The Definitive Guide To Ridesharing for Charity Organizations

Preface Organizations of all sizes deal with transportation issues all the time. Whether it's about employees going from and coming to work, or charities helping transport people from home to shelter, the transportation problems are just absorbed into the day to day operations of the organization.

The results are often costly, both in terms of money and time.

Over time, most organizations, and their members, develop ad hoc processes and workarounds so that getting to and from meetings, events, social gatherings or even running errands are possible with ease when it was difficult to do so before.

There are various tools available that can help address these transportation challenges more effectively.

However once a process has been established, no matter how imperfect it may be, it's easier to disregard alternatives even if better ones exist.

In this guide, we shall examine the problems that organizations face and how they can apply existing and modern solutions to address them.

Who Is This For This guide is for organizations that have a base of members. For instance:

  • Charity organization that has a volunteer and employee base as well as recipients of the efforts of the charity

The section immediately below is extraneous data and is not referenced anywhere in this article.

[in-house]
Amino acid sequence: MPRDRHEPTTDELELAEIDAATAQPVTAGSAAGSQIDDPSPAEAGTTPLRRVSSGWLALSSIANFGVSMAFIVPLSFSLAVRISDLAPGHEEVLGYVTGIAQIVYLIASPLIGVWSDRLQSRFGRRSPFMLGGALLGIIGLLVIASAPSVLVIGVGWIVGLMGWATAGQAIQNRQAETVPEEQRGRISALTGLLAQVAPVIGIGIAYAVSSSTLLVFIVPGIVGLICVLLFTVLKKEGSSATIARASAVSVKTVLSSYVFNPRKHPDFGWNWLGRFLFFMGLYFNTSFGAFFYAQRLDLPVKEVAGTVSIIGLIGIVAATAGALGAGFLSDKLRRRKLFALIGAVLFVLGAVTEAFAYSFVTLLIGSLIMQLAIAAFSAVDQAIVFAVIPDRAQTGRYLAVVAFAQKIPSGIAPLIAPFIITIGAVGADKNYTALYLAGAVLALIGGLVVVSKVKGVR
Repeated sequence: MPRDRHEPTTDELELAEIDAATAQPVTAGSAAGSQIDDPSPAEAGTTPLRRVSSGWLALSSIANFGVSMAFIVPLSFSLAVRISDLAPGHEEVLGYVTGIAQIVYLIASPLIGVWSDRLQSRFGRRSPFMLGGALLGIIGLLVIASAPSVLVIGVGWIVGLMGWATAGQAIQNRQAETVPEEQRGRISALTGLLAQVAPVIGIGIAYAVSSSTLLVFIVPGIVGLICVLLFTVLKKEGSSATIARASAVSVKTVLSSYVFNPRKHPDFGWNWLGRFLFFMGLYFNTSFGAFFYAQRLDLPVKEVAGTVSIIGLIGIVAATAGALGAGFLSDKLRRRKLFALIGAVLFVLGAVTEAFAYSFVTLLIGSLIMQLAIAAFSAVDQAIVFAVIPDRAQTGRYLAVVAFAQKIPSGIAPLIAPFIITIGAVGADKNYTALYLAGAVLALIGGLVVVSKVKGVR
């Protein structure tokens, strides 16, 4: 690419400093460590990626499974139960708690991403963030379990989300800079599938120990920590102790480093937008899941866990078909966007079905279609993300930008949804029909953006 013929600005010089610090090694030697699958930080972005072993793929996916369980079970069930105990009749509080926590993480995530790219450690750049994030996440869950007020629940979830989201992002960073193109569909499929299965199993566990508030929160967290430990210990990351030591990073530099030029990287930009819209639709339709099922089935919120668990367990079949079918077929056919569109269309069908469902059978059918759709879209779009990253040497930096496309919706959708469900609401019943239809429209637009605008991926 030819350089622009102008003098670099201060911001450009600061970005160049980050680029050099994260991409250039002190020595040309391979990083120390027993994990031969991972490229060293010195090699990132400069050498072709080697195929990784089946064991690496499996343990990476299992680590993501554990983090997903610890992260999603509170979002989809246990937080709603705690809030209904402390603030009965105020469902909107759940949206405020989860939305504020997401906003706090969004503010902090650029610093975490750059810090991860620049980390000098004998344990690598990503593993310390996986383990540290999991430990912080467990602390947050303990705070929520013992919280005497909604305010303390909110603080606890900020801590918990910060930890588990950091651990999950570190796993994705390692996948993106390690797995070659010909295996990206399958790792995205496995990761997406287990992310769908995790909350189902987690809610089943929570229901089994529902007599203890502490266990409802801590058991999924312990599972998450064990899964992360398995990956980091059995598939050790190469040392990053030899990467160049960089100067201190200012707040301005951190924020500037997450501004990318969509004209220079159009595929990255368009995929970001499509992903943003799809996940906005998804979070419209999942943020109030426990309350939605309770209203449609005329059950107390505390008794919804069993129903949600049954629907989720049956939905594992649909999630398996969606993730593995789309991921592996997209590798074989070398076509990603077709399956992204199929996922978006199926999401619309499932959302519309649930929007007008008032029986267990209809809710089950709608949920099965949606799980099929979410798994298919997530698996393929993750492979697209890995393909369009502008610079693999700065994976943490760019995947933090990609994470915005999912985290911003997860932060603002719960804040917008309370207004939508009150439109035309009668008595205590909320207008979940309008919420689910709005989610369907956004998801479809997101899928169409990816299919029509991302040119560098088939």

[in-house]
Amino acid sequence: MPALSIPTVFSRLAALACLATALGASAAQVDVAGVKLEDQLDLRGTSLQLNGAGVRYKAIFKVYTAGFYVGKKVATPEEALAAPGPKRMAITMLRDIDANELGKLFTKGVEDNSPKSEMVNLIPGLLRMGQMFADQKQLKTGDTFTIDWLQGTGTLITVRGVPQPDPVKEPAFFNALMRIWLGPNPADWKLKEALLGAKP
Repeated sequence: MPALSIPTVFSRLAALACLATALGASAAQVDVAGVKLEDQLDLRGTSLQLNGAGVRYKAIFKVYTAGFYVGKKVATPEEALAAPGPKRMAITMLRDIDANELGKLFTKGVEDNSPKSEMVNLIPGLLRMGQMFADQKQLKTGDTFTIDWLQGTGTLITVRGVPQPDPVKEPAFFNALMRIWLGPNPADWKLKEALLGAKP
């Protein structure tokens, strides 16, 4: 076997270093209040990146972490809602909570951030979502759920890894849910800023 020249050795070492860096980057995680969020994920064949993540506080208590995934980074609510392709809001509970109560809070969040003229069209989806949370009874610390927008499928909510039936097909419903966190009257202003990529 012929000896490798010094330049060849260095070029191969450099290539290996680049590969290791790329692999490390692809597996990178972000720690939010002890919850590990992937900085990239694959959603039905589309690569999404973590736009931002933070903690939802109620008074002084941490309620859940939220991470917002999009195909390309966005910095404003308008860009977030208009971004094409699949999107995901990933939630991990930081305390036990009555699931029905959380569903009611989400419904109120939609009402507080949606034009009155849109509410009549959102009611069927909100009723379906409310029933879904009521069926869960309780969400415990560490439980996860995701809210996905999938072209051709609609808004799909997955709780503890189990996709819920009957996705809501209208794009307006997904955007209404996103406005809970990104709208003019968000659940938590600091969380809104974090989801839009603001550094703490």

• Not for profit businesses that have an employee base that needs to travel from home to places of work
  • Shelters that need to arrange a workforce to help bring homeless and disabled people to the shelter
  • Any of the above types of organizations where they require the transportation of goods, donations or merchandise from the point of donation or purchase to the point of distribution or consumption

Transportation Today Most organizations have some need for transportation. Often vans are used to move larger groups of people from one location to another, and at other times, a schedule is maintained where volunteer drivers are able to plan their rides with people that are being helped by the organization.

There are also cases where organizations that cater to disabled or handicapped persons need to organize specific types of vehicles, and they also need to coordinate much more closely with their drivers.

All this is typically handled by a dispatcher who manages a schedule and ensures that if a driver is not available, someone else is able to take over.

In situations where an organization is dealing with refugees or people who don't speak English, there's the added language barrier, not to mention the possibility of not knowing how to communicate the transportation need.

Facilitating transportation in all these circumstances results in time spent simply coordinating the ride. The time taken to execute the ride doesn't vary much and is mostly influenced by traffic and availability of drivers.

Pain Points

Solutions & Strategies

Products & Services

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